On March 31, 2021, the long-awaited Barbados Data Protection Act (BDPA) became a reality, joining the burgeoning ranks of data protection and privacy acts that have bloomed into existence since the EU's General Data Privacy Regulation (GDPR) of 2016. Not all aspects of Barbados' new Act have been made operational - namely the listing of approved data collectors and processors - but there is enough meat on the Act that businesses who haven't done so yet will want to get their affairs in order quickly.
Yet, how can they? After a tough 2 years dealing with pandemics, worldwide shipping and manufacturing bottlenecks and the spectre of runaway inflation as gas prices soar, micro, small and medium enterprises (MSMEs) have little to no ability to comply with the Act, or its fines. Even before 2020, many local businesses had no clue how to respond to GDPR and this lack of a clear roadmap continues with the BDPA. If I were running a business right now, I'd be mired in frustration trying to figure this out on my own.
Hint: I am running a micro business and I have cried out in frustration. I'm slowly coming through the other side, though and I want to share some of my findings with my fellow MSMEs.
Engage your cores and breathe deeply; let's see what we can do.
Consider your market - internally and externally.
One of the quickest ways to sort out how much the BDPA affects you is to know who you provide your goods and services to directly.
Roughly categorised, if your MSME sells directly to businesses (B2B), such as an office cleaning agency, you have to focus more on internal factors such as past employee or interviewee information.
If your business sells directly to consumers (B2C), like a membership gym, you have increased exposure and need to examine how you acquire lead data and market to past customers, as well as how you respect their wishes for lack of contact or requests for details on their accounts.
Business sectors that hold the most sensitive information - financial institutions, lawyers, private doctors and dentists - already face the highest requirements for customer privacy.
Perform an information assessment
You need to know what information you currently have before you can determine if you have a potential issue.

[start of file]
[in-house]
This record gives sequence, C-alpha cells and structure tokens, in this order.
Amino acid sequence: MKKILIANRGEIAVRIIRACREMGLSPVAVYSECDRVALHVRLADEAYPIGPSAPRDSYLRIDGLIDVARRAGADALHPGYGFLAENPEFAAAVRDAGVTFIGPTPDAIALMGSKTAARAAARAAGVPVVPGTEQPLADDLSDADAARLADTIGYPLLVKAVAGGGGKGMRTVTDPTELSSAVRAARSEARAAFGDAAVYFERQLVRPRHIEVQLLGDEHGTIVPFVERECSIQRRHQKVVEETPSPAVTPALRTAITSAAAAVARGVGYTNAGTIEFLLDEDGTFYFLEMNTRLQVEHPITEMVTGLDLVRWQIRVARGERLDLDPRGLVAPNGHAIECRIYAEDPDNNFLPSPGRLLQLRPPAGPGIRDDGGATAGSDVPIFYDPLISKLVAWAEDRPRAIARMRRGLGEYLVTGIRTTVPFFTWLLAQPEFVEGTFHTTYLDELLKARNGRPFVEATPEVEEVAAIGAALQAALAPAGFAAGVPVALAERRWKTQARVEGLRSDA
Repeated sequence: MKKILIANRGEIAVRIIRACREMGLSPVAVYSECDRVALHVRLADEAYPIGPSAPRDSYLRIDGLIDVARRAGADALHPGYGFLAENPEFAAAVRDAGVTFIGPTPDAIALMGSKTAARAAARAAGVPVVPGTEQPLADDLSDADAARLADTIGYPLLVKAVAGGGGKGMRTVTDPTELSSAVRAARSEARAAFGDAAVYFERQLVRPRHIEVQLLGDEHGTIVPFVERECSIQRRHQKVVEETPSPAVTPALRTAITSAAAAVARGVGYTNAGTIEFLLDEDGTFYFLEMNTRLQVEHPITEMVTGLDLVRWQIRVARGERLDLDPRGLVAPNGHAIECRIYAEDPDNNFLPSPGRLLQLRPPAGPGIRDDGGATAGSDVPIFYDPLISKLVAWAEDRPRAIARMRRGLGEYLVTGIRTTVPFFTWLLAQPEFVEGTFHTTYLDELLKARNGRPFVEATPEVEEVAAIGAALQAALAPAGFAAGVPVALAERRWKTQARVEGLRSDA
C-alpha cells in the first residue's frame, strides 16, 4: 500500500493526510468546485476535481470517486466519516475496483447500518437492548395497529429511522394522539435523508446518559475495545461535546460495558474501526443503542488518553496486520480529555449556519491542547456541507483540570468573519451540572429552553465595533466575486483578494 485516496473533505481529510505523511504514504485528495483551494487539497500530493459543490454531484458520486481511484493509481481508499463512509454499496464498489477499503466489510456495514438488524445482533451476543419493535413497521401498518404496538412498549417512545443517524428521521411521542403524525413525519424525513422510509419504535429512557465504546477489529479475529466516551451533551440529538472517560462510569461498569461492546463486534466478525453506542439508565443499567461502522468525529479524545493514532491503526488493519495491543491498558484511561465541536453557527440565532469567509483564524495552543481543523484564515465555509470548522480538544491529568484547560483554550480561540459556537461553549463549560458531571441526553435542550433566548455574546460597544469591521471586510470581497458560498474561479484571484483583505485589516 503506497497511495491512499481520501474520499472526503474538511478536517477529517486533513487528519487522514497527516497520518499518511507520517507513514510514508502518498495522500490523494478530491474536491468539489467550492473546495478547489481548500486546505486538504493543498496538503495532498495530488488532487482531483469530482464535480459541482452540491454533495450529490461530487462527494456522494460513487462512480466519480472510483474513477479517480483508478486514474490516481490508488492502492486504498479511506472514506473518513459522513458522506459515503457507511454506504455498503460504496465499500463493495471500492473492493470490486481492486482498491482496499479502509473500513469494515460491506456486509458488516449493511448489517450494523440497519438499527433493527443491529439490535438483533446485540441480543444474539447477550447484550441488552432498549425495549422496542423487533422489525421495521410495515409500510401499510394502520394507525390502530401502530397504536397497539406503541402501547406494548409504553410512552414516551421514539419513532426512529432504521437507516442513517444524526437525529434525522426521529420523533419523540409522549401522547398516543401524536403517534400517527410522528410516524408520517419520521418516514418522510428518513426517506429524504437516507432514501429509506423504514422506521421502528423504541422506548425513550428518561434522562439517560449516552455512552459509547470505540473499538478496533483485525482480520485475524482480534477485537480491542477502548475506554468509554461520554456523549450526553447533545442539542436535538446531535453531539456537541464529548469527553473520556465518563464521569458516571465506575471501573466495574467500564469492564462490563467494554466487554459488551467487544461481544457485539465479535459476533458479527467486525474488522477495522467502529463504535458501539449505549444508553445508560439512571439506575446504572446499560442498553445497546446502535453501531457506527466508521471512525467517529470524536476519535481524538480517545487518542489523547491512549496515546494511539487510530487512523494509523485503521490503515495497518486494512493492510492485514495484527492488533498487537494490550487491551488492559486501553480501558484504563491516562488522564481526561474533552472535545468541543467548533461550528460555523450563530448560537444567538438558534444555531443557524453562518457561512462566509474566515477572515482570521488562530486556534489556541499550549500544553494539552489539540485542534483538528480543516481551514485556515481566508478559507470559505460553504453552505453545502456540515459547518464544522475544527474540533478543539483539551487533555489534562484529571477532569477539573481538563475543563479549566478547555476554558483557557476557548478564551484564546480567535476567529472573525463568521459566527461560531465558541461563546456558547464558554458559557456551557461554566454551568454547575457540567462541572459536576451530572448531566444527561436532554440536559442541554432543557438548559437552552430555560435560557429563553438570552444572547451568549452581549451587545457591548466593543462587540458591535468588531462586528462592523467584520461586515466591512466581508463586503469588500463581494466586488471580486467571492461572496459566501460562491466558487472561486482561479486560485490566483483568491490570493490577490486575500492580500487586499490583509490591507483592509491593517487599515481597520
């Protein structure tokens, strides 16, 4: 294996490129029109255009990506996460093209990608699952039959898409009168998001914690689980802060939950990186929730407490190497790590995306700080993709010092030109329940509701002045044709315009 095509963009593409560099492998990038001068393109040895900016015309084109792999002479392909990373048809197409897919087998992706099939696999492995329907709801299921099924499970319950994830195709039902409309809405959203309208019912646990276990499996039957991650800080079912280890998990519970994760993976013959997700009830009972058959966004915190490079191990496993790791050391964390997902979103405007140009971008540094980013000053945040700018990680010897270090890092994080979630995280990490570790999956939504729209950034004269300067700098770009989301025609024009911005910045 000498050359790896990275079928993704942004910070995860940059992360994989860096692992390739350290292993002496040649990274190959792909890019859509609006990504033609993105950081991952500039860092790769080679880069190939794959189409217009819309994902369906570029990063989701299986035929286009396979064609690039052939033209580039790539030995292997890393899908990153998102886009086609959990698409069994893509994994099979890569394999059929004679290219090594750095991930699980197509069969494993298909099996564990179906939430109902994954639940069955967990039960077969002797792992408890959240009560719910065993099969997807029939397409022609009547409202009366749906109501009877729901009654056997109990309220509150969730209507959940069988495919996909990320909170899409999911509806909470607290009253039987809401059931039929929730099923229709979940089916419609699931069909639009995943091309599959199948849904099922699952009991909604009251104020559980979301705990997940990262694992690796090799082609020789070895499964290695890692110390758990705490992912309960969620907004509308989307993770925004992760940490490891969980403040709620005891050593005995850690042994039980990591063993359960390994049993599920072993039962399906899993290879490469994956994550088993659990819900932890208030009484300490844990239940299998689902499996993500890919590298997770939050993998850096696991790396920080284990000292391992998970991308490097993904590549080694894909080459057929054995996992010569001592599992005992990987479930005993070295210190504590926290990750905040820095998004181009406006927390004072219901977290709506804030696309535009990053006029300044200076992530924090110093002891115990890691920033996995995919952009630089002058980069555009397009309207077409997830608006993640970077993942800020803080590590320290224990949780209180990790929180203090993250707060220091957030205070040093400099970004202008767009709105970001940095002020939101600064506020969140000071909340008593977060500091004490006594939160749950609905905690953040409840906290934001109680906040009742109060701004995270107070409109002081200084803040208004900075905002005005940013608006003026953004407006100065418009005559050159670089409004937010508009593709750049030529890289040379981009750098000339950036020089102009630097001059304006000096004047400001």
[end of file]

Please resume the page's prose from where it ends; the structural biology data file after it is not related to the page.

For example, if you run a small mini-mart, your information may consist of receipts for purchases, entry forms for past and current contests, emailed or online shopping lists to be fulfilled...and security video footage. Or website logs. Or Facebook/WhatsApp messages.
Think big. You might be surprised what information you have in your desks and devices.
Only keep what you need
Once you know what information you have, only keep what you need.
This is the point at which you may need to talk to a lawyer knowledgeable in the BDPA and other commercial laws to confirm data retention guidelines based on your industry. Great sources on island include Bartlett Morgan and Shari-Ann Walker.
Ensure your clients consent and understand
B2C businesses need to ensure that their customers understand and consent to the collection and use of their data. Methods for ensuring consent include the ubiquitous sign warning of security cameras in use and retention of ID numbers for cheques; the increasingly annoying 'cookie' banners on websites and signature of contracts for service with included clauses on the collection, use and storage of client data.
This shouldn't only be done for new clients - past and regular customers should be alerted as well, given that their needs may change. Much like the 'Know Your Customer' process for financial institutions, consider educating your clients on how you use their data and gaining their informed consent on an annual basis. Better yet, chat with a certified privacy professional like Rishi Maharaj of equigov.com.
Look for cloud solutions
Like most MSMEs, I don't have a IT person to rely on, nor a privacy officer on call. These people spend a lot of time to get their skills and deserve their pay - but most MSMEs just don't have the ability to give them their due at this time.
This is where cloud services have proven helpful. Zoom, Google Workspace and Microsoft Teams exist at low rates for less than 10 users. You can also share the service's policies and terms of service with clients, which might save you time and money crafting your own.
Plus, the big cloud software providers save you the effort of finding scarce IT resources (have you heard about this computer chip shortage?) and IT professionals to keep your
company and client data accessible and safe.
Until your electricity goes out, but that's another article for another day. Stay tuned!